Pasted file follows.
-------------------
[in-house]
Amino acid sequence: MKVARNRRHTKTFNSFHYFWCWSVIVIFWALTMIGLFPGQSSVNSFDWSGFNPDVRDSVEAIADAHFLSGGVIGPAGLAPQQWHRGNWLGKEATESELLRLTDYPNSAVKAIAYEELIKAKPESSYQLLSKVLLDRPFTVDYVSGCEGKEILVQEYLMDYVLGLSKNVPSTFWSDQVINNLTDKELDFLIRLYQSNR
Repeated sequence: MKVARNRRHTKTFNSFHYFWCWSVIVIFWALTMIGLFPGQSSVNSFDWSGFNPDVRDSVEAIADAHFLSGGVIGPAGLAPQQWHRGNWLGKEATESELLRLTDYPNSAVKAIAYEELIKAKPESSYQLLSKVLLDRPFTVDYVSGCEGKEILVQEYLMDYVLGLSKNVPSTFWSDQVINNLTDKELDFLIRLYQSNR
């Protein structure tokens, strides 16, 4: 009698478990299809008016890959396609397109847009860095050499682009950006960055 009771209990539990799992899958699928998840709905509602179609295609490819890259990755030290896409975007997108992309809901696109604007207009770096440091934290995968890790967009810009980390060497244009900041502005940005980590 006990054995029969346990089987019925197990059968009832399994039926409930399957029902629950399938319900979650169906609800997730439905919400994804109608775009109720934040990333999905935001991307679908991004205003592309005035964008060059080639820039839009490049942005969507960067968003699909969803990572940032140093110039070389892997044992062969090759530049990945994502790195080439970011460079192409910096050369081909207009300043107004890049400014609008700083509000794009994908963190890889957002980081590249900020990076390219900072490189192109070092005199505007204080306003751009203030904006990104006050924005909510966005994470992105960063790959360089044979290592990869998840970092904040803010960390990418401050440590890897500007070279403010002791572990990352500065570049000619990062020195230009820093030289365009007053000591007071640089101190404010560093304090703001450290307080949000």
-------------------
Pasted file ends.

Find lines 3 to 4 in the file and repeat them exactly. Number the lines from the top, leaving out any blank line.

Repeated sequence: MKVARNRRHTKTFNSFHYFWCWSVIVIFWALTMIGLFPGQSSVNSFDWSGFNPDVRDSVEAIADAHFLSGGVIGPAGLAPQQWHRGNWLGKEATESELLRLTDYPNSAVKAIAYEELIKAKPESSYQLLSKVLLDRPFTVDYVSGCEGKEILVQEYLMDYVLGLSKNVPSTFWSDQVINNLTDKELDFLIRLYQSNR
């Protein structure tokens, strides 16, 4: 009698478990299809008016890959396609397109847009860095050499682009950006960055 009771209990539990799992899958699928998840709905509602179609295609490819890259990755030290896409975007997108992309809901696109604007207009770096440091934290995968890790967009810009980390060497244009900041502005940005980590 006990054995029969346990089987019925197990059968009832399994039926409930399957029902629950399938319900979650169906609800997730439905919400994804109608775009109720934040990333999905935001991307679908991004205003592309005035964008060059080639820039839009490049942005969507960067968003699909969803990572940032140093110039070389892997044992062969090759530049990945994502790195080439970011460079192409910096050369081909207009300043107004890049400014609008700083509000794009994908963190890889957002980081590249900020990076390219900072490189192109070092005199505007204080306003751009203030904006990104006050924005909510966005994470992105960063790959360089044979290592990869998840970092904040803010960390990418401050440590890897500007070279403010002791572990990352500065570049000619990062020195230009820093030289365009007053000591007071640089101190404010560093304090703001450290307080949000």